Stametta is one of 155 000 “complementary medicines” recognised by The Medicines Control Council. Unlike ordinary drugs, which must undergo a battery of tests before they are sold to the public, these drugs require no safety or quality assessments before they are allowed to line the shelves of supermarkets and pharmacies.

In November, the council issued an amendment to its 1965 medicinal guidelines with a “long-awaited plan” to evaluate complementary medicines in phases.

By February 14, every complementary medicine that had not been evaluated was required to display the following disclaimer: “This medicine has not been evaluated by The Medicines Control Council. This product is not intended to diagnose, treat, cure or prevent any disease.”

Stametta is one of many medicines that have not yet updated packaging to comply with these regulations.

“Technically, (Stametta) is an illegal product,” said Dr Roy Jobson, associate professor of pharmacology at Rhodes University.

Gower said: “Most importantly, should anyone be aware of any negative outcomes of the administration of this product it should be reported to The Medicines Control Council Inspectorate immediately… for evaluation, investigation and possible measure of redress… Including withdrawal from the market, legal or registration procedures.”

Apart from telling her schoolteacher, this is the first time Queen opened up about her Stametta use.

She said she had heard girls at her school whisper about the product’s potentially deadly side effects; but she believed none of them would speak outside of their own circles, due to the stigma of abortion.

When asked why she took the product despite knowing about the side effects, she shrugged.

“I was willing to take that risk,” she said.

She feared a baby would defer her dreams. Eventually she wants to become an optometrist and marry Lucky*, her boyfriend of five years.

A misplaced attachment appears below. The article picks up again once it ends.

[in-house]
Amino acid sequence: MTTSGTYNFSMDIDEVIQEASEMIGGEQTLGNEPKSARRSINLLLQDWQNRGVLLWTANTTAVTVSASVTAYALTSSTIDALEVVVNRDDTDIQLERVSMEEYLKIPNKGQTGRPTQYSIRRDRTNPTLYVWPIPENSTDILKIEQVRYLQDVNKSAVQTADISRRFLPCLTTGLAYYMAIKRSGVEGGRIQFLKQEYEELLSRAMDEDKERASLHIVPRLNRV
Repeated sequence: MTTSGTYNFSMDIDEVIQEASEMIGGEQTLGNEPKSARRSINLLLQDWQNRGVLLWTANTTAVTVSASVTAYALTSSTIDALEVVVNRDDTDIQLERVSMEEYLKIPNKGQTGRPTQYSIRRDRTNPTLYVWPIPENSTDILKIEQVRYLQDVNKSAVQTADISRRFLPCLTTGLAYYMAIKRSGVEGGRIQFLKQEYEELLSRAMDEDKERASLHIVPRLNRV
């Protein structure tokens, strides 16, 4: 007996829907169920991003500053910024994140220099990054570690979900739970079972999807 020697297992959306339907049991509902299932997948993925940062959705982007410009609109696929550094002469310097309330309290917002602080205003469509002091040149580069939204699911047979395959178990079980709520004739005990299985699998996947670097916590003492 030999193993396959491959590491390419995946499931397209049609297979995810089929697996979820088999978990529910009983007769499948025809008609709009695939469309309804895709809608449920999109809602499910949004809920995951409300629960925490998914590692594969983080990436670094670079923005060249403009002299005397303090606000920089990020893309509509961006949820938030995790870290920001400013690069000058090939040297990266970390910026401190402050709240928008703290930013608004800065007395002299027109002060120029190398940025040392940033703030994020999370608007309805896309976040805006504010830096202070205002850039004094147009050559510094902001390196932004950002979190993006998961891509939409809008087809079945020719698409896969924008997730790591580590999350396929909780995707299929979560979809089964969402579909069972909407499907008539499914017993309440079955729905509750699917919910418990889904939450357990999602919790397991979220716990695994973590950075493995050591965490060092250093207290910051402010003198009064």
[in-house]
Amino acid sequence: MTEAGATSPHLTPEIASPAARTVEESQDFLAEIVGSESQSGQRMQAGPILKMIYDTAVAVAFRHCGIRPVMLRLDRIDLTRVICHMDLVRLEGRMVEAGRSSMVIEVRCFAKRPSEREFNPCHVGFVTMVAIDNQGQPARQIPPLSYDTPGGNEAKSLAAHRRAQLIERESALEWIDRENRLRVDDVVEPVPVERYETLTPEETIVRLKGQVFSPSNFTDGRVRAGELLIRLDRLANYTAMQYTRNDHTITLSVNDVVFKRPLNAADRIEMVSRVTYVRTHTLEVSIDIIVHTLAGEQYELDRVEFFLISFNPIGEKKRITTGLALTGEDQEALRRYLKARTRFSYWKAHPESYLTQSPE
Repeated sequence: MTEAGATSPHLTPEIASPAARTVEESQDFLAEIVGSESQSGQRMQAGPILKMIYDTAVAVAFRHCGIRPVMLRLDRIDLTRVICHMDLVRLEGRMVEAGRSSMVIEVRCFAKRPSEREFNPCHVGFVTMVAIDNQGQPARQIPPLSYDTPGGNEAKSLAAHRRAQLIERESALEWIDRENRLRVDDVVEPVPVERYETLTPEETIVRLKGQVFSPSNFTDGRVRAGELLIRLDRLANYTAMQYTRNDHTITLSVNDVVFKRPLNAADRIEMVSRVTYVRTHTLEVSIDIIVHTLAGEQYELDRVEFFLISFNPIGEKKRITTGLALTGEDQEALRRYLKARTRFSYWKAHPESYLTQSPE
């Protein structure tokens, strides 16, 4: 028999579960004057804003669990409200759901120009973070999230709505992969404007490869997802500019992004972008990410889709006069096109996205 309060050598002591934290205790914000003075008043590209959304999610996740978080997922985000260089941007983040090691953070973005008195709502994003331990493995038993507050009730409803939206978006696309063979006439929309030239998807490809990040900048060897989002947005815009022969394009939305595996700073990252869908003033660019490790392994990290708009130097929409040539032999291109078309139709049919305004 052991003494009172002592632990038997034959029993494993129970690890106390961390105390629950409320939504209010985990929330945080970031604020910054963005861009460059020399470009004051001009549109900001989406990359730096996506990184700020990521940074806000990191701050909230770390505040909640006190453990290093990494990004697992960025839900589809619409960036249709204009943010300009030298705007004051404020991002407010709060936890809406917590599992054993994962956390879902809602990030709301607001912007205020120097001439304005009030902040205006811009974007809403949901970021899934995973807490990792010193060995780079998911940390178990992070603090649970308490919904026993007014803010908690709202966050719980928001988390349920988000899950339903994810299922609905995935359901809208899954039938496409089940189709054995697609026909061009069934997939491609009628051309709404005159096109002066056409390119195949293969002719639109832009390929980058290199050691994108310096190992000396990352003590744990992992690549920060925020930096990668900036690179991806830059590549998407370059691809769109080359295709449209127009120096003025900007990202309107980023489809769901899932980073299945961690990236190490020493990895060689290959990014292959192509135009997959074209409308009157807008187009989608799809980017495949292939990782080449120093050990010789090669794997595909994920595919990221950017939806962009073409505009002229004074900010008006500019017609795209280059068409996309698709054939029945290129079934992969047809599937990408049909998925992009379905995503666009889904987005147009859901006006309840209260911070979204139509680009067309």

In 2002, the council issued a notice meant to “call up” information from complementary medicine companies. Though “well-intentioned”, the notice asked for administrative data only, it did not ask for any information concerning ingredients or curative claims.

The audit was supposed to have expired after six months, on August 22 of that year.

Instead, for the next 11 years, medicine companies sent their data to the council according to the audit’s terms, in lieu of a quality check on the medicines themselves.

On October 29, 2010, Health Minister Aaron Motsoaledi wrote a letter to Parliament, stating that none of the 155 000 complementary medicines on the market had been checked for quality, safety or efficacy.

The previous year, Jobson, who has served as a member on the Allied Health Professions Council of South Africa and the Professional Board for Homoeopathy, Naturopathy and Phytotherapy, penned an open letter expressing concern about The Medicine’s Control Council’s lack of oversight of complementary medicine.

With no independent assessment or substantiation, he wrote, there was no way to tell if the medicines simply didn’t work, contained banned substances, or were contaminated by bacteria, among other possible impurities.

He never received an official response.

“This is a scandal I have been trying to expose for years,” wrote Jobson in an e-mail.

*Not their real names